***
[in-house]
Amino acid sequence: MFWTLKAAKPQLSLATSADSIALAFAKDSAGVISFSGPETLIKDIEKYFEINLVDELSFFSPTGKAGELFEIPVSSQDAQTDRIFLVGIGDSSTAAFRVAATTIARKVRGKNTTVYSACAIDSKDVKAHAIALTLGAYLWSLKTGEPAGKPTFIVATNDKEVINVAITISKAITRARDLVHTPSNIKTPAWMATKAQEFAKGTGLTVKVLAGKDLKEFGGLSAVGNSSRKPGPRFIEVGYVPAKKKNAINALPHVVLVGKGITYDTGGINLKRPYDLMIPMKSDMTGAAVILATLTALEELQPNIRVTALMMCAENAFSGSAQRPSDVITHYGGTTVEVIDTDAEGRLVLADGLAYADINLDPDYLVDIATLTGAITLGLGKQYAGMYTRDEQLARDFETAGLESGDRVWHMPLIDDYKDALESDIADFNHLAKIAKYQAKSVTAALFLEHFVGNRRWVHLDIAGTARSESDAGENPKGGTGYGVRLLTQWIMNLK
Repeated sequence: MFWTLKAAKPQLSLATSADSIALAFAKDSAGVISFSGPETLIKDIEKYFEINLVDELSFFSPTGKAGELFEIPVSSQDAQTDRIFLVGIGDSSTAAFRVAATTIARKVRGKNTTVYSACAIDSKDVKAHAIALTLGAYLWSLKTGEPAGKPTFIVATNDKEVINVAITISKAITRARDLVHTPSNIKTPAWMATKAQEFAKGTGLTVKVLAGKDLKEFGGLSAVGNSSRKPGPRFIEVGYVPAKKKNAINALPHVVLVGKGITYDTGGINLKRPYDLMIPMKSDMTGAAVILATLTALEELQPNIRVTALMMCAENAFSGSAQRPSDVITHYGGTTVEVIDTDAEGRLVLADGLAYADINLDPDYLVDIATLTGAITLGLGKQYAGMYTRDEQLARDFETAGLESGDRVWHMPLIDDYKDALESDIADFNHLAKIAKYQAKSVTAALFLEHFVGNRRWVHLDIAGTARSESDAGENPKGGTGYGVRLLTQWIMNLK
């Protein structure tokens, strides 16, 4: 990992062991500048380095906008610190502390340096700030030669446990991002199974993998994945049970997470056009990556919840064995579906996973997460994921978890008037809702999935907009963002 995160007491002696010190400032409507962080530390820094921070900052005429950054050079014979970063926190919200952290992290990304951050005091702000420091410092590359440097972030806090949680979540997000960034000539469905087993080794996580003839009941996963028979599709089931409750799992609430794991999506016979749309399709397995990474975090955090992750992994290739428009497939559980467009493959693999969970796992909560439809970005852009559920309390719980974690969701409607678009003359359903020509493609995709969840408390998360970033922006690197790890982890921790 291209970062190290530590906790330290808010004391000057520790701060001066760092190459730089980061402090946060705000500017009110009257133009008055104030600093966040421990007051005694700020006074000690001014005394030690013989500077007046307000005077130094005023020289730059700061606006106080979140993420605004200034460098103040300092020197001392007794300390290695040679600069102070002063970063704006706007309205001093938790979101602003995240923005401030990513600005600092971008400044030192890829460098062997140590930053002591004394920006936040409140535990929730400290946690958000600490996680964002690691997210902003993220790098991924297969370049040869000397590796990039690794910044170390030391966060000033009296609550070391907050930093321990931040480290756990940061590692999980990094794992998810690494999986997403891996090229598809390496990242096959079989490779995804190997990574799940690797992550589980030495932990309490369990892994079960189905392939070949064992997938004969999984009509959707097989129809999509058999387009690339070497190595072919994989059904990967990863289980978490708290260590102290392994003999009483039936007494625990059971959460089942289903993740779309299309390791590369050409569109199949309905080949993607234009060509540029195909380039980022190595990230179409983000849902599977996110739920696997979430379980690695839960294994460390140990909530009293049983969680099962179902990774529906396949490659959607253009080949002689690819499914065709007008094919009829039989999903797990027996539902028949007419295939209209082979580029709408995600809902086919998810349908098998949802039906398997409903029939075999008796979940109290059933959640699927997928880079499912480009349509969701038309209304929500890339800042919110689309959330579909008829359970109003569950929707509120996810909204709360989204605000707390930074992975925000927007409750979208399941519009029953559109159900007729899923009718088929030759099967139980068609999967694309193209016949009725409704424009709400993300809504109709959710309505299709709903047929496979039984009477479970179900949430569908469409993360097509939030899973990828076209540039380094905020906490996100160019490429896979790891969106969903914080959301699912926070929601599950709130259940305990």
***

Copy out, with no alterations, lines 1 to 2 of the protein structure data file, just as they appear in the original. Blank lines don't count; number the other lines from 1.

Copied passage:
[in-house]
Amino acid sequence: MFWTLKAAKPQLSLATSADSIALAFAKDSAGVISFSGPETLIKDIEKYFEINLVDELSFFSPTGKAGELFEIPVSSQDAQTDRIFLVGIGDSSTAAFRVAATTIARKVRGKNTTVYSACAIDSKDVKAHAIALTLGAYLWSLKTGEPAGKPTFIVATNDKEVINVAITISKAITRARDLVHTPSNIKTPAWMATKAQEFAKGTGLTVKVLAGKDLKEFGGLSAVGNSSRKPGPRFIEVGYVPAKKKNAINALPHVVLVGKGITYDTGGINLKRPYDLMIPMKSDMTGAAVILATLTALEELQPNIRVTALMMCAENAFSGSAQRPSDVITHYGGTTVEVIDTDAEGRLVLADGLAYADINLDPDYLVDIATLTGAITLGLGKQYAGMYTRDEQLARDFETAGLESGDRVWHMPLIDDYKDALESDIADFNHLAKIAKYQAKSVTAALFLEHFVGNRRWVHLDIAGTARSESDAGENPKGGTGYGVRLLTQWIMNLK